As far as discussion on the internet goes, a common analogy is that someone’s blog or website is basically their living room. It’s used both to encourage people to be polite, and to remind folks that, no, the first amendment has nothing to do with speech on someone else’s site, and yes, a site owner or moderator has every right to kick you out if you act like a butthead.
With most sites, the analogy works just fine. And then there’s Facebook. Facebook is this weird trans-dimensional space where everyone’s living rooms overlap. I post something to my wall, it shows up on yours as an update.
This means that when people say things that are hateful, in their own space, as they more or less have a right to, it shows up in my “living room” too. (I say “more or less have a right” because Facebook’s terms of service are supposed to prohibit hate speech, but they aren’t necessarily always applied.) I’m not sure how to deal with this. If someone were really truly in my living room (or on my blog), I’d have no problem telling them to stop, or politely but firmly disagreeing. But they’re not. They’re in their own space, and yet what they say gets into my space as well.
My problem is not just that these sorts of comments irritate me, though that’s a huge part of it. I also feel that if I sit back and say nothing when people are saying things that are hate-filled and verifiably untrue, that I’m essentially accepting those things. And yet, at the same time, it’s not my place to be the Facebook cop and make everybody play nice based on my standards of “nice.”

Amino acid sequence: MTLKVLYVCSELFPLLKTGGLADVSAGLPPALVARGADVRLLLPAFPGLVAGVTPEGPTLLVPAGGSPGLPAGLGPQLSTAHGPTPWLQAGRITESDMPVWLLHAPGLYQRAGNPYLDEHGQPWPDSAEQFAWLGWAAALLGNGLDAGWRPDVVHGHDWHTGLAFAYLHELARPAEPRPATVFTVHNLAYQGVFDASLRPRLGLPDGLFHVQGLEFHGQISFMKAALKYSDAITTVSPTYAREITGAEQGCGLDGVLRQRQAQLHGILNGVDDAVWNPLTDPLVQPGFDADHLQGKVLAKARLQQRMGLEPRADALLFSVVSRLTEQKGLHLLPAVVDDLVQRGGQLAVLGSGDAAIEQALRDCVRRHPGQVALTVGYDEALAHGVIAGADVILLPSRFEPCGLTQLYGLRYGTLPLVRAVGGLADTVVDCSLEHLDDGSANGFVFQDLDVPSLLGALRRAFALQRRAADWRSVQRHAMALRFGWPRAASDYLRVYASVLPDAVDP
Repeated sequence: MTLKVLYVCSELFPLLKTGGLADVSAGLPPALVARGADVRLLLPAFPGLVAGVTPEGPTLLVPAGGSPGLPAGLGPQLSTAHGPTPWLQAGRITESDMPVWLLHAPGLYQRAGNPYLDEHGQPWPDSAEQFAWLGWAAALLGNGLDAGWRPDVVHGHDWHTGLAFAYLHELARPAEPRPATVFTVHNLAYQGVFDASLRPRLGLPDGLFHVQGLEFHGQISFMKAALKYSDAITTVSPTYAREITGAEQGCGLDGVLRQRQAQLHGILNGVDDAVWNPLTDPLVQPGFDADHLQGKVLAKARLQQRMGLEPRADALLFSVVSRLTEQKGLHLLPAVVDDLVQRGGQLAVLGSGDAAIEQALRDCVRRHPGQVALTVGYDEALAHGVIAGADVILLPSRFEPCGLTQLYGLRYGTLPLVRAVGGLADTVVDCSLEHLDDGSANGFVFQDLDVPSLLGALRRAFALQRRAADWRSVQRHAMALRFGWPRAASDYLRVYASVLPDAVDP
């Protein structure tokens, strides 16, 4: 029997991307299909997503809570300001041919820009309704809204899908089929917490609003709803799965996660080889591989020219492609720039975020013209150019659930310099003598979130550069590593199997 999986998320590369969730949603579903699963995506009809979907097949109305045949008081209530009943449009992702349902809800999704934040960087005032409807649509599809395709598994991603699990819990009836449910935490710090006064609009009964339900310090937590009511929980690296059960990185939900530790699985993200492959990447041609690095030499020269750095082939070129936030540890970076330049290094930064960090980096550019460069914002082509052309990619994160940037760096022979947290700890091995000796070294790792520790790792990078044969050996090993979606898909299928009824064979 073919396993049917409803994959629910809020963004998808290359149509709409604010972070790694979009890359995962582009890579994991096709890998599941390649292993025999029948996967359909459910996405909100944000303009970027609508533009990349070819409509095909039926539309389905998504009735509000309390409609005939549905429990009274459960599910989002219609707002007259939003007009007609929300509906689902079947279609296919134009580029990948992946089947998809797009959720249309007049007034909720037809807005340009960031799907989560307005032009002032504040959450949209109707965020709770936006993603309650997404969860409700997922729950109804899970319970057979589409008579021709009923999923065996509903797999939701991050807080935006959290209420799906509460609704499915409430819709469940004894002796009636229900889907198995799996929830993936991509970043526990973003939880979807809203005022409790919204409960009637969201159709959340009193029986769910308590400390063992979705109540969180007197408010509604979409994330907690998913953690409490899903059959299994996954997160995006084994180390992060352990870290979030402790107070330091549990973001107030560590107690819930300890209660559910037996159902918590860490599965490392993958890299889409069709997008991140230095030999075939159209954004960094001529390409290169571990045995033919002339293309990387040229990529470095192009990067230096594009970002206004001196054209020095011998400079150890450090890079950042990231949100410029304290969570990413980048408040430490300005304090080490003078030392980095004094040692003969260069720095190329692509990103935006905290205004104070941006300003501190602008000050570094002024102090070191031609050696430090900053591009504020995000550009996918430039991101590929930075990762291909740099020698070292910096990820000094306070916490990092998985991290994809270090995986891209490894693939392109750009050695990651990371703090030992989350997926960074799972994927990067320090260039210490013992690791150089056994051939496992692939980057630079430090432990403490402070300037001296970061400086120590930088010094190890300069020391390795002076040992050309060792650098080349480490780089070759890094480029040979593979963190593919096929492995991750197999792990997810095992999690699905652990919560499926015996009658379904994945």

I made the mistake, recently, of saying I thought a post about Park51 was in bad taste because it was really disrespectful toward someone else’s religion. That unleashed a stream of vitriol from someone I don’t know, which I’m not really sure how to respond to. I don’t think I was out of line, though it probably would’ve been wiser to keep my mouth shut. So, part of me wants to smooth things over, but I don’t know that there’s any way to do that without apologizing for being in favor of religious tolerance. Or without ignoring, and essentially accepting, some of the totally baseless assumptions that came out (for example, talking about people “moving to this country and the complaining” as if there aren’t plenty of Muslims who are natural born citizens). The other part of me would like to actually call out that sort of BS, but I know I can’t do that without it getting even uglier.
From a technological standpoint, the thing that irritates me is that there’s no way to hide one specific post of someone else’s from my wall. It would be way easier to deal with if I could do the same as I do with obnoxious e-mails, delete and move on. But the X button on another person’s post hides them from your wall completely. I did have to do that with one person, but I’d prefer not to as a general rule. I’m not really sure what the right answer is in this situation.